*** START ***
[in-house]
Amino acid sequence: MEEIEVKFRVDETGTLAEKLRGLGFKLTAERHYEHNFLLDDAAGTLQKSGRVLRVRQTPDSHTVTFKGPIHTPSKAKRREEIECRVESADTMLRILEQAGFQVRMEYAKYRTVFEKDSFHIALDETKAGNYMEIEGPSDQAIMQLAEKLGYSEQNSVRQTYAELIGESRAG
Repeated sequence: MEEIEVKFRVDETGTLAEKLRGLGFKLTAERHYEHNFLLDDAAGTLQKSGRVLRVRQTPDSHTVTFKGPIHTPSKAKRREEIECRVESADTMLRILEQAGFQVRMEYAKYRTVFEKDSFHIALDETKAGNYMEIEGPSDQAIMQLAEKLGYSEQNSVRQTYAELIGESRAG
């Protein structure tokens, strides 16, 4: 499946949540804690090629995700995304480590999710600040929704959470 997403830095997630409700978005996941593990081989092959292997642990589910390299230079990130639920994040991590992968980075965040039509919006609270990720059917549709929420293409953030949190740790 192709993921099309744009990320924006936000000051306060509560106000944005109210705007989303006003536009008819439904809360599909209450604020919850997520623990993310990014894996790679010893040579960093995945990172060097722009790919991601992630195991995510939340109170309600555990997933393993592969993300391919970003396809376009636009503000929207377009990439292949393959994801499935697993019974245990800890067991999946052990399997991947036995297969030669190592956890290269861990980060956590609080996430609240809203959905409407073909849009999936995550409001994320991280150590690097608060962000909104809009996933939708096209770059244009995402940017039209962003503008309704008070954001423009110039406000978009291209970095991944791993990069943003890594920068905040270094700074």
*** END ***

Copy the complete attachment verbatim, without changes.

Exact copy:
[in-house]
Amino acid sequence: MEEIEVKFRVDETGTLAEKLRGLGFKLTAERHYEHNFLLDDAAGTLQKSGRVLRVRQTPDSHTVTFKGPIHTPSKAKRREEIECRVESADTMLRILEQAGFQVRMEYAKYRTVFEKDSFHIALDETKAGNYMEIEGPSDQAIMQLAEKLGYSEQNSVRQTYAELIGESRAG
Repeated sequence: MEEIEVKFRVDETGTLAEKLRGLGFKLTAERHYEHNFLLDDAAGTLQKSGRVLRVRQTPDSHTVTFKGPIHTPSKAKRREEIECRVESADTMLRILEQAGFQVRMEYAKYRTVFEKDSFHIALDETKAGNYMEIEGPSDQAIMQLAEKLGYSEQNSVRQTYAELIGESRAG
């Protein structure tokens, strides 16, 4: 499946949540804690090629995700995304480590999710600040929704959470 997403830095997630409700978005996941593990081989092959292997642990589910390299230079990130639920994040991590992968980075965040039509919006609270990720059917549709929420293409953030949190740790 192709993921099309744009990320924006936000000051306060509560106000944005109210705007989303006003536009008819439904809360599909209450604020919850997520623990993310990014894996790679010893040579960093995945990172060097722009790919991601992630195991995510939340109170309600555990997933393993592969993300391919970003396809376009636009503000929207377009990439292949393959994801499935697993019974245990800890067991999946052990399997991947036995297969030669190592956890290269861990980060956590609080996430609240809203959905409407073909849009999936995550409001994320991280150590690097608060962000909104809009996933939708096209770059244009995402940017039209962003503008309704008070954001423009110039406000978009291209970095991944791993990069943003890594920068905040270094700074």